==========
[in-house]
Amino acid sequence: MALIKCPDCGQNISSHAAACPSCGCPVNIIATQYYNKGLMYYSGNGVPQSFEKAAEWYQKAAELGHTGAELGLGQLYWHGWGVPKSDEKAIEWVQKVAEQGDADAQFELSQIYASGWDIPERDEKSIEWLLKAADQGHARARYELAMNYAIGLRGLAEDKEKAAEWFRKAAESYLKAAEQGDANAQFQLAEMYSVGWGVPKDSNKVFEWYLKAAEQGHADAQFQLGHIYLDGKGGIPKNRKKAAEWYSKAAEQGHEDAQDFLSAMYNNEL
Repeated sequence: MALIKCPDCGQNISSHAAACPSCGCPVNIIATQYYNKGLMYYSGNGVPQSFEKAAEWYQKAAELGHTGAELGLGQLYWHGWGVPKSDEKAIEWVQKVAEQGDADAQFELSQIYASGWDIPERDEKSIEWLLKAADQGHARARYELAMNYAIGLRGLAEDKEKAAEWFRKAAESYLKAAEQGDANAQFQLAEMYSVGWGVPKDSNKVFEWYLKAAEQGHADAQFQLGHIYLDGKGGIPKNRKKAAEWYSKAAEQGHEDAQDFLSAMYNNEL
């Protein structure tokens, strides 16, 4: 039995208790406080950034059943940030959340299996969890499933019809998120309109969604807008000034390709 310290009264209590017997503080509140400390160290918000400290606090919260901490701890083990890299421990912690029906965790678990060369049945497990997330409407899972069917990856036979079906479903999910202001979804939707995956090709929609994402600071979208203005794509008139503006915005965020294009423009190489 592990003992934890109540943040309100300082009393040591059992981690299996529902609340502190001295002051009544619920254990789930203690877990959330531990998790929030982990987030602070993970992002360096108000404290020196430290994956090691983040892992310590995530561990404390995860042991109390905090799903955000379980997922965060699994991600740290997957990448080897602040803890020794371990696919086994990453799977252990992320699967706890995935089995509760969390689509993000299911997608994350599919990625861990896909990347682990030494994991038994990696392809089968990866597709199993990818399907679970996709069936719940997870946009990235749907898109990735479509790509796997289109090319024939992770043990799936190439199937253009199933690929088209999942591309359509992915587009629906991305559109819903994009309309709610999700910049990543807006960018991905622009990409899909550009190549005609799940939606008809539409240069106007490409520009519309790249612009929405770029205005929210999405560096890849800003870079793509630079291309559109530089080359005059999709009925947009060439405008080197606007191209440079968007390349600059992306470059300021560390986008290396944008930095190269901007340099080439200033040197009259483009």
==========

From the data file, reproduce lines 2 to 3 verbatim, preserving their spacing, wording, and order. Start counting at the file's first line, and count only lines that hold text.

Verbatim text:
Amino acid sequence: MALIKCPDCGQNISSHAAACPSCGCPVNIIATQYYNKGLMYYSGNGVPQSFEKAAEWYQKAAELGHTGAELGLGQLYWHGWGVPKSDEKAIEWVQKVAEQGDADAQFELSQIYASGWDIPERDEKSIEWLLKAADQGHARARYELAMNYAIGLRGLAEDKEKAAEWFRKAAESYLKAAEQGDANAQFQLAEMYSVGWGVPKDSNKVFEWYLKAAEQGHADAQFQLGHIYLDGKGGIPKNRKKAAEWYSKAAEQGHEDAQDFLSAMYNNEL
Repeated sequence: MALIKCPDCGQNISSHAAACPSCGCPVNIIATQYYNKGLMYYSGNGVPQSFEKAAEWYQKAAELGHTGAELGLGQLYWHGWGVPKSDEKAIEWVQKVAEQGDADAQFELSQIYASGWDIPERDEKSIEWLLKAADQGHARARYELAMNYAIGLRGLAEDKEKAAEWFRKAAESYLKAAEQGDANAQFQLAEMYSVGWGVPKDSNKVFEWYLKAAEQGHADAQFQLGHIYLDGKGGIPKNRKKAAEWYSKAAEQGHEDAQDFLSAMYNNEL